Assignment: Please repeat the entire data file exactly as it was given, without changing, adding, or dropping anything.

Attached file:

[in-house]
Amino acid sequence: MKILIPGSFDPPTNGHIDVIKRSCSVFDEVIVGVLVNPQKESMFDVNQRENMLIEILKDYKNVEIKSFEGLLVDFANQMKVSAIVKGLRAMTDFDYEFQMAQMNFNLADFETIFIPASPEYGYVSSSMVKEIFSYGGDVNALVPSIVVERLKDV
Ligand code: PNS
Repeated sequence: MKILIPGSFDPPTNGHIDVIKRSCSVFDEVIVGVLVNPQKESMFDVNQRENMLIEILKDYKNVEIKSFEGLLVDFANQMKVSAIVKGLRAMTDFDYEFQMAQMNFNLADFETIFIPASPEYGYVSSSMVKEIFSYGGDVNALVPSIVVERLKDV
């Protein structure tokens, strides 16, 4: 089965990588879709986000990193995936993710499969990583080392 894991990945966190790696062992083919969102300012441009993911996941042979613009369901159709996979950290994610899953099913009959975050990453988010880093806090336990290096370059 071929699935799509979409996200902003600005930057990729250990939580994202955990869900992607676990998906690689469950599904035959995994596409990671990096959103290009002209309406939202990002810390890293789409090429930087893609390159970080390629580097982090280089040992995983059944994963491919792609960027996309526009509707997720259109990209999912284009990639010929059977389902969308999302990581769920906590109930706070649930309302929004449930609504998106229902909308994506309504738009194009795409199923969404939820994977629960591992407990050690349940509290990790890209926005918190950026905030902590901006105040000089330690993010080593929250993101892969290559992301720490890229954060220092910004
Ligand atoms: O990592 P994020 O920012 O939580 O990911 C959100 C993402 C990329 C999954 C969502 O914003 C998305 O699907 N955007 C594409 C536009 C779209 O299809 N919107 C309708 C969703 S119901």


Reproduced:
[in-house]
Amino acid sequence: MKILIPGSFDPPTNGHIDVIKRSCSVFDEVIVGVLVNPQKESMFDVNQRENMLIEILKDYKNVEIKSFEGLLVDFANQMKVSAIVKGLRAMTDFDYEFQMAQMNFNLADFETIFIPASPEYGYVSSSMVKEIFSYGGDVNALVPSIVVERLKDV
Ligand code: PNS
Repeated sequence: MKILIPGSFDPPTNGHIDVIKRSCSVFDEVIVGVLVNPQKESMFDVNQRENMLIEILKDYKNVEIKSFEGLLVDFANQMKVSAIVKGLRAMTDFDYEFQMAQMNFNLADFETIFIPASPEYGYVSSSMVKEIFSYGGDVNALVPSIVVERLKDV
């Protein structure tokens, strides 16, 4: 089965990588879709986000990193995936993710499969990583080392 894991990945966190790696062992083919969102300012441009993911996941042979613009369901159709996979950290994610899953099913009959975050990453988010880093806090336990290096370059 071929699935799509979409996200902003600005930057990729250990939580994202955990869900992607676990998906690689469950599904035959995994596409990671990096959103290009002209309406939202990002810390890293789409090429930087893609390159970080390629580097982090280089040992995983059944994963491919792609960027996309526009509707997720259109990209999912284009990639010929059977389902969308999302990581769920906590109930706070649930309302929004449930609504998106229902909308994506309504738009194009795409199923969404939820994977629960591992407990050690349940509290990790890209926005918190950026905030902590901006105040000089330690993010080593929250993101892969290559992301720490890229954060220092910004
Ligand atoms: O990592 P994020 O920012 O939580 O990911 C959100 C993402 C990329 C999954 C969502 O914003 C998305 O699907 N955007 C594409 C536009 C779209 O299809 N919107 C309708 C969703 S119901």